Counter-piracy operations in the Gulf of Aden
Expert meeting on multinational law enforcement and sea piracy held at the Max Planck Institute for Foreign and International Criminal Law
A year after the first deployment of military ships in the Gulf of Aden, piracy and armed robbery at sea continue to pose a threat to the safety of commercial maritime routes and to the delivery of humanitarian aid to Somalia. Hence, it is not surprising that the United Nations Security Council renewed the authorization to fight piracy in the territorial waters of Somalia and on the Somali mainland for another year on November 30, 2009. Against this background, leading experts from academia and practice met at the Max Planck Institute for Foreign and International Criminal Law to discuss issues and challenges that arise in the context of counter-piracy operations in the Gulf of Aden.
Two of the main questions discussed at the Expert Meeting were whether the legal framework set up by the Security Council to fight piracy in Somalia was practical and what type of operational challenges the law enforcement missions in the Gulf of Aden currently face. In addition, the experts focused on the various avenues for criminal prosecution of captured pirates. Finally, the issue of whether new legal instruments are necessary to combat piracy successfully was addressed. There was general agreement among the participants in the Expert Meeting on Multinational Law Enforcement and Sea Piracy that the enforcement regime against piracy and armed robbery at sea as set up by the Security Council is sufficient from a legal point of view. In December 2008, the Security Council considerably enlarged enforcement powers against pirates and armed robbers and, on November 30, 2009, extended this new regime for another 12 months. As far as the high sea is concerned, the United Nations Convention on the Law of the Sea (UNCLOS) continues to govern enforcement powers against pirates. Thus, States can seize pirate ships, arrest alleged pirates, and seize property on board. Under the Security Council Resolutions, however, States are now allowed to take these enforcement measures in the territorial waters of Somalia as well -actions that would otherwise be reserved to the coastal state of Somalia. Moreover, the Security Council authorized States to take all necessary means on the Somali mainland to combat piracy and armed robbery at sea.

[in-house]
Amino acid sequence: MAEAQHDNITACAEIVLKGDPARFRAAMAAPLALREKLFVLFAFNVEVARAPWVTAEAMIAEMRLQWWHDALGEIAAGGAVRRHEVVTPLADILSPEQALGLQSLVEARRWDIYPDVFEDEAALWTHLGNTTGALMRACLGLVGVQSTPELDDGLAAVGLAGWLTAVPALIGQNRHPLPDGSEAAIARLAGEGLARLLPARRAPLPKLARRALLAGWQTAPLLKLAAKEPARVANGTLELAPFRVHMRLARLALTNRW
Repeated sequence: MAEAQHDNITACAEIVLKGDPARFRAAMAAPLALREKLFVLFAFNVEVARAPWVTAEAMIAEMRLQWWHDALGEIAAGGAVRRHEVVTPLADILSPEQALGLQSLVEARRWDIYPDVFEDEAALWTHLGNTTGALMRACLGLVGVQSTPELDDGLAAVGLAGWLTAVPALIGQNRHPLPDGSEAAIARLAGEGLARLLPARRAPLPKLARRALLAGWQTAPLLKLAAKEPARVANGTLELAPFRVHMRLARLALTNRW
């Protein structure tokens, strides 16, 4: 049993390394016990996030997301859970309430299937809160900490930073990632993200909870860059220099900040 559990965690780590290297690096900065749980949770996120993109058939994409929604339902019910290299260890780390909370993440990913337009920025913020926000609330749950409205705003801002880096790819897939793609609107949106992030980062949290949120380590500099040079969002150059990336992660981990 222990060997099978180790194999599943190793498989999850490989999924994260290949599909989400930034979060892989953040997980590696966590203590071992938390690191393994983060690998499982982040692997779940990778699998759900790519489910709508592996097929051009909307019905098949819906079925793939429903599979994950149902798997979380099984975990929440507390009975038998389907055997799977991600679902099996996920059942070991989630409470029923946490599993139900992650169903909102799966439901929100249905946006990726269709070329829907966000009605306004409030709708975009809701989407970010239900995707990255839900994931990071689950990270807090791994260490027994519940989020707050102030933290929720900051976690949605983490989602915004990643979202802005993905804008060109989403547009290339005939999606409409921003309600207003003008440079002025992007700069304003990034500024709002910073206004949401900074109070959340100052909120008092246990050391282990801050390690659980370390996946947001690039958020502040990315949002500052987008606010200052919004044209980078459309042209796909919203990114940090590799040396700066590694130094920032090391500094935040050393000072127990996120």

From the contributions and comments made by representatives of the NATO OPERATION OCEAN SHIELD, the EU MISSION ATALANTA, and INTERPOL at the Expert Meeting, it became apparent that, despite the completeness of the legal framework on enforcement, the fight against piracy in the Gulf of Aden faces numerous operational challenges. Among these are the problem of identifying pirate ships, many of which are difficult to distinguish from fishing or smuggling boats. The mere sighting of weapons on board is not sufficient to prove that a boat is engaged in piracy since in this region of the world most ships carry arms for purposes of self-defense. Furthermore, the investigation following the identification and interception of a pirate ship also constitutes a major operational challenge. In that phase - one that is crucial for the gathering and collection of evidence for later criminal proceedings - the dual nature of counter-piracy missions becomes evident: military means and military personnel are used for a genuine law enforcement task. Military personnel are first and foremost trained and equipped for the conduct of hostilities and not for policing functions. Thus, it has happened again and again that "the militaries poisoned the investigation" in not securing evidence correctly. Evidence such as weapons has even - literally - been thrown overboard. The resulting lack of evidence may inhibit the substantiation of criminal charges or even lead to acquittals.